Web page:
Writers Work

Behind the laptop

Sometimes you walk into a coffee shop and there are so many laptops it looks like a computer store. Have you ever wondered what all these people are working on? I always think, “Maybe my new favorite book is being written in this room right now!”

For the last few weeks, I’ve been going up to strangers in coffee shops and asking them what they are working on. It was pretty intimidating at first. I didn’t want to interrupt their work, I’m not used to starting conversations with strangers, and strangers don’t look very inviting when they’re staring at their computers. But it was a great experience. I learned that people really like talking about their work and that they are aching for a connection with other creative people.

Meet Tricia Alexandro

Below are her answers to the three questions I’ve been asking writers in coffee shops.

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Tricia Alexandra writing at The Queens Kickshaw.

Me: What are you working on?

Tricia: “A short film about a couple taking a trip to Paris. It’s one of those trips you take thinking it’s going to solidify your relationship but instead it reveals all the cracks.”

M: What’s your next stage and what do you need to get there?

T: “I want to be paid for my work. I want more exposure and a writing community. I find that kind of support is imperative for getting to the next level because those kinds of people inspire you and also hold you accountable. When you see the consistency of other people, and the fact that they’re making a go at it on a daily basis, that encourages me. And you also share resources when you have a community.”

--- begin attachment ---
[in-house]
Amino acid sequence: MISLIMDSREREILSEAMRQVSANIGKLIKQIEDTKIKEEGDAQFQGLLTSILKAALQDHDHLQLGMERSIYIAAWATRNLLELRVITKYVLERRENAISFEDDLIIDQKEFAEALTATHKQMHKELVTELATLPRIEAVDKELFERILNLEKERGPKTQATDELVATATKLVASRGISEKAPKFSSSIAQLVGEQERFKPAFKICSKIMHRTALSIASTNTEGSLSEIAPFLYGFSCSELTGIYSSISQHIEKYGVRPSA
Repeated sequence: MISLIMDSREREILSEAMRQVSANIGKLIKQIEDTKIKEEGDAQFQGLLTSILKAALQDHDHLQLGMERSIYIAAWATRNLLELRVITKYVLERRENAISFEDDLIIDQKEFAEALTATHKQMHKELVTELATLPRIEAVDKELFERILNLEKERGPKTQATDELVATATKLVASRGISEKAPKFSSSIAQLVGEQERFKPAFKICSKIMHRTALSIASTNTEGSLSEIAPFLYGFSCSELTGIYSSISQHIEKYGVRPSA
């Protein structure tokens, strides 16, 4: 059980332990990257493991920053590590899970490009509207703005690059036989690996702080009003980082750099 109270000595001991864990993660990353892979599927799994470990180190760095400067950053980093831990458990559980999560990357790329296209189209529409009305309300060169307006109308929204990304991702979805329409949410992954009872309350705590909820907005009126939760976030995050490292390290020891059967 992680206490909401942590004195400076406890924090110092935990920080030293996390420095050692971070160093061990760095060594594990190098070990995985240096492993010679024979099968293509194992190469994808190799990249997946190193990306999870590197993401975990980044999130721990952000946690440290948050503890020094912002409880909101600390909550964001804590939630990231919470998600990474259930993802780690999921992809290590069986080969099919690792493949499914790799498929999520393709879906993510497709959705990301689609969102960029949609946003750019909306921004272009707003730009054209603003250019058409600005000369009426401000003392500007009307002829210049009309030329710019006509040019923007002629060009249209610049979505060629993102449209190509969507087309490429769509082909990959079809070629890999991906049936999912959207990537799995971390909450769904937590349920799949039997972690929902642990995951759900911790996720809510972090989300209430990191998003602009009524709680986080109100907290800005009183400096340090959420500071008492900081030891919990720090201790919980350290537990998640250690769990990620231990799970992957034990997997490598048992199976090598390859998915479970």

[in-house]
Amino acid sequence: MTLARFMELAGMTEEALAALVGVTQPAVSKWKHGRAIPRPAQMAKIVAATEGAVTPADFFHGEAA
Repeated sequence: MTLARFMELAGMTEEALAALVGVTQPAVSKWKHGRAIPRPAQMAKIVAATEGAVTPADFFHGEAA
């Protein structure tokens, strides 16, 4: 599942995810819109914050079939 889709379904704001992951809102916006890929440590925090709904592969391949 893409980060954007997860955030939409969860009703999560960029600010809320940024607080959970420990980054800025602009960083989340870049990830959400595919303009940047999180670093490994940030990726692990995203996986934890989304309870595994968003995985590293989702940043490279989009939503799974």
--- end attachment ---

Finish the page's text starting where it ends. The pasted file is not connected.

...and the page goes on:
M: What does a writer need?

T: “I think self-compassion is probably the best thing to have as a writer because most of your first drafts and even fifth drafts are going to be shitty. Also curiosity about what’s going on around you. Be gentle on yourself and persevere.”

This conversation was such a great affirmation of what I’m doing with my organization, Writers Work. I’m proud to be creating a supportive community to help writers develop their craft, career, and community. I’m hosting my FIFTH conference on Saturday, April 9 and it’s going to be a great place to find a community as well as get inspired and informed. I hope you can come and spread the word.

*** As a side note, I’m still working on the film. We’re in the audition process for cinematographers and actors. I will be writing about it soon, but in the meantime you can get more updates by liking the Lily and Mara facebook page.***

Life lessons from hosting a writer’s retreat

I know that not everyone has the desire to host a writer’s retreat, but if you have any desire to take a big risk, the skills and lessons are the same. As I mentioned in my earlier post, I’m making an effort to go into more details about what I’m doing and still keep it relatable.

In mid-January, I hosted my second writer’s retreat in the Catskills. This is one of my favorite parts of the year. I love being around other writers 24/7, sharing ideas, supporting each other, and getting motivated by the clicking of their keyboards. As enjoyable as these retreats are, the preparation for them can be a stressful practice in patience and faith.

If you are planning to take on a new challenge, here are some lessons I’ve learned from organizing this retreat:

  1. Commit Commit Commit
    This is the most important rule for any risk you take. If you try to do something new and out of your comfort zone, there are going to be challenges. There will come a time when quitting seems like the most obvious and sane choice. The only way to succeed is to decide that there is no quitting: you will do whatever it takes. Surprisingly, everything gets easier once you take the option of quitting off the table.